The bill provides the appropriation authority for the two grant programs referenced in Sections 8.01 and 8.02. However, this estimate assumes no fiscal impact to the state for implementation of these grant programs as the bill specifies that no state funds may be used for these purposes.

This estimate assumes that OCA would work with the National Center for State Courts to study  district courts and statutory county courts with overlapping jurisdiction in civil cases involving controversies of more than $200,000. The Office of Court Administration would be required to submit its report to the Legislature by January 1, 2013. Any action to convert statutory county courts to district courts would require additional legislation. According to the bill, no state funds could be used to conduct the study, and OCA would only be required to submit a study to the Legislature to the extent gifts, grants, and donations were made available to cover the cost of the study.

This estimate assumes that the Webb County Court at Law would be created on the effective date of this legislation, January 1, 2012, since the Commissioners Court of Webb County could vote to create the court earlier than the creation date of January 1, 2031. The annual recurring cost to the state would be $75,000 from Judicial Fund No. 573. Under current law, the state provides a county court at law judge a salary supplement of an amount equal to 60 percent of the state salary of a district judge ($75,000). Also, the salary supplement program for county court at law judges is funded from fees and court costs collected by county courts at law statewide and deposited into Judicial Fund No. 573. This estimate assumes that the County Court at Law in Webb County would generate sufficient revenues to Judicial Fund No. 573 to cover costs of the salary supplement. This estimate prorates the costs and revenues for the County Court at Law for eight months in fiscal year 2012. Local governments pay the other operating costs associated with a county court at law.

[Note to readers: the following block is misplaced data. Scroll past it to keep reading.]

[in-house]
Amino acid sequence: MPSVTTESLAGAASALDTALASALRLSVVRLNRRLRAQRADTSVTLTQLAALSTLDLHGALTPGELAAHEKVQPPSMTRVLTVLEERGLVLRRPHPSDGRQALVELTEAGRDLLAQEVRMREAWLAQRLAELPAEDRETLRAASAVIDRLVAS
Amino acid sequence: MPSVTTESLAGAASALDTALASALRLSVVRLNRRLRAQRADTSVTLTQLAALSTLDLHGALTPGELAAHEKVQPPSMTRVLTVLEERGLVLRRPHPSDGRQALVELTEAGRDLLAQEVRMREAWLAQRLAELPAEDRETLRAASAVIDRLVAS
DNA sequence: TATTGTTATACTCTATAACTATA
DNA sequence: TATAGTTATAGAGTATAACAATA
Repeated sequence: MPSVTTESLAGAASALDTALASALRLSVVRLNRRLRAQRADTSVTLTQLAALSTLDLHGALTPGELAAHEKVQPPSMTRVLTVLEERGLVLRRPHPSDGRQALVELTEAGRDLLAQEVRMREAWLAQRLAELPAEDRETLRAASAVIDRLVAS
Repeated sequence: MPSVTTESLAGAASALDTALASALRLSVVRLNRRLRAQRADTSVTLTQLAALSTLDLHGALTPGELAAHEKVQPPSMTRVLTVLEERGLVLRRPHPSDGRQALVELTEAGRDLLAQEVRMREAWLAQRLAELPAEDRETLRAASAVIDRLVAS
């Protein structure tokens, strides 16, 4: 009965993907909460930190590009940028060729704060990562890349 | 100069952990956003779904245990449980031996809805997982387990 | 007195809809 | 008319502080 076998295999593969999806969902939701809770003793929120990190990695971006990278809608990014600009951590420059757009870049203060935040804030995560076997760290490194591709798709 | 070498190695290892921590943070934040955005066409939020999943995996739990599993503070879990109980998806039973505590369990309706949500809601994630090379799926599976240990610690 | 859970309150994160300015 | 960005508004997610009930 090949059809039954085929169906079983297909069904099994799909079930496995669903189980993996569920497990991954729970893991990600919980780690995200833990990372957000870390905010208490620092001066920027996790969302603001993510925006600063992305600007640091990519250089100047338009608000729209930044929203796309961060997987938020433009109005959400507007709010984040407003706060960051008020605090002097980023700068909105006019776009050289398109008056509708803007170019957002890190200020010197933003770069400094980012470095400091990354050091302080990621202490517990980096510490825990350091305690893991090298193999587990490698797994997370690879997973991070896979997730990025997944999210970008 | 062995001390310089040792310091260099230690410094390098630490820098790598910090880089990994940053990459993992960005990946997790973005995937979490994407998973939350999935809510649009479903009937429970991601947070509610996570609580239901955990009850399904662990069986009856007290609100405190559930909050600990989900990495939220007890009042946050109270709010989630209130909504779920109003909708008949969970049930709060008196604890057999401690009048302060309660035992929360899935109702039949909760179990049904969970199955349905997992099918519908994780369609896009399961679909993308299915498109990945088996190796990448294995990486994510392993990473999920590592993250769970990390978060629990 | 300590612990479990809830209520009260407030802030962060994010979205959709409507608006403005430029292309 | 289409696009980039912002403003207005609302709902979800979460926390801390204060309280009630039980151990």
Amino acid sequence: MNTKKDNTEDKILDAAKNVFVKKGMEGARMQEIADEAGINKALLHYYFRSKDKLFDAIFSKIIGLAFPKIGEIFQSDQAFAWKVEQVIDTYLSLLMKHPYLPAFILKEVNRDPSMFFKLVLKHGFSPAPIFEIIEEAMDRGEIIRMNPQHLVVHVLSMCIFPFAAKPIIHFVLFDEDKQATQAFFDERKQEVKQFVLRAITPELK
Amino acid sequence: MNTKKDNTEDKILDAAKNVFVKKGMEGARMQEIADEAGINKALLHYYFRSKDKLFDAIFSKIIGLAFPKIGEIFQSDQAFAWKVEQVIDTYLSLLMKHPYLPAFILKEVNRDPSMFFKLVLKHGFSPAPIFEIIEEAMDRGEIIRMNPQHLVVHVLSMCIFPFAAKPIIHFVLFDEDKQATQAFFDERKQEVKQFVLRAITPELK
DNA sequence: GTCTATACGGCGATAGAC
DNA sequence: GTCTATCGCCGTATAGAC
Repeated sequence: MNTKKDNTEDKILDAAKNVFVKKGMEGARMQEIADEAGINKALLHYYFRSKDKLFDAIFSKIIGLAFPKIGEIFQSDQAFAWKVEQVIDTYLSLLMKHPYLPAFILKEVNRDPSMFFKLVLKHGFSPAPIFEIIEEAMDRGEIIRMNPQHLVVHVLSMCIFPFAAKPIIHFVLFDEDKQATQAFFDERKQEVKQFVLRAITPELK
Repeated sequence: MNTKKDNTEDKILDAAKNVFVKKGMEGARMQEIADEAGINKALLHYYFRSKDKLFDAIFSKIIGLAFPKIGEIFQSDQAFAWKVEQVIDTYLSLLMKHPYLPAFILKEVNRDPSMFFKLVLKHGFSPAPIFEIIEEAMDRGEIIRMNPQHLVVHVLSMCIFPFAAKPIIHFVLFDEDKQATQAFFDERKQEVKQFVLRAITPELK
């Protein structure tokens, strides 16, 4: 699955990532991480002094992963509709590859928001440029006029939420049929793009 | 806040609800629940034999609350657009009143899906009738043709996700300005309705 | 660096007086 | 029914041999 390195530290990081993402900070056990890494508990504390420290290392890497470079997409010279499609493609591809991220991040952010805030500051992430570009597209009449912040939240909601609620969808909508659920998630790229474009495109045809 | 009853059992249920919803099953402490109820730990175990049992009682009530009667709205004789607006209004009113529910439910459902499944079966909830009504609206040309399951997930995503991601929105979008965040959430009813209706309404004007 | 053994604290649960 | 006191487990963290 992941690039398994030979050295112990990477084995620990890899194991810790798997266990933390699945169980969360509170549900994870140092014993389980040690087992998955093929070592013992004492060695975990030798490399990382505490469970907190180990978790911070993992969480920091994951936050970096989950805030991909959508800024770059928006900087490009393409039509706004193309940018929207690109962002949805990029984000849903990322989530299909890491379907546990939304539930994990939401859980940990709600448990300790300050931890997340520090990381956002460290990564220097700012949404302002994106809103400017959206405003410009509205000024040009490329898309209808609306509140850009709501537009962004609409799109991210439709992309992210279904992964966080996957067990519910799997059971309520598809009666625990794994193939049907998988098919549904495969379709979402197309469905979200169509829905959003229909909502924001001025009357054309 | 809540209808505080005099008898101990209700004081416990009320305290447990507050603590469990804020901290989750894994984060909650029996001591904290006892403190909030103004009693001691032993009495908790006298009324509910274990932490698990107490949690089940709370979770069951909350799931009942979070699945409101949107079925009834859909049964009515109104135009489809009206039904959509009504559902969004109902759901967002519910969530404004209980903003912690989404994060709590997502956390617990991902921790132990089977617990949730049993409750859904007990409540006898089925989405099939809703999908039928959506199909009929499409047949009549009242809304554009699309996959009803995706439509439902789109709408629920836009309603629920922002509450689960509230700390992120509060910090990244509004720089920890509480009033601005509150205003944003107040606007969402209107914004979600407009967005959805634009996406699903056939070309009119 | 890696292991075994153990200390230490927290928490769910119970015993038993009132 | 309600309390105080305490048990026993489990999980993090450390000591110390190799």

Local Government Impact

The bill would require equal supplemental pay to district judges serving in district courts and on juvenile boards. The Office of Court Administration reported that the maximum supplemental pay from counties for district judges is $15,000 annually. Additional local costs for equalizing pay are not anticipated to be significant.
 
The bill would also require 12-person juries in family law cases in county courts at law. Costs for compensation (not more than $6 for the first day and not less than $40 per day for subsequent days) and related expenses could be costly for some counties, but would vary by the current size of juries and number of cases in a given county. 
 
Webb County would be responsible for all costs of operating the Webb County Court at Law except for the $75,000 salary supplement paid to the county court at law judge.



Source Agencies:
212 Office of Court Administration, Texas Judicial Council
LBB Staff:
JOB, JT, ZS, JP, KKR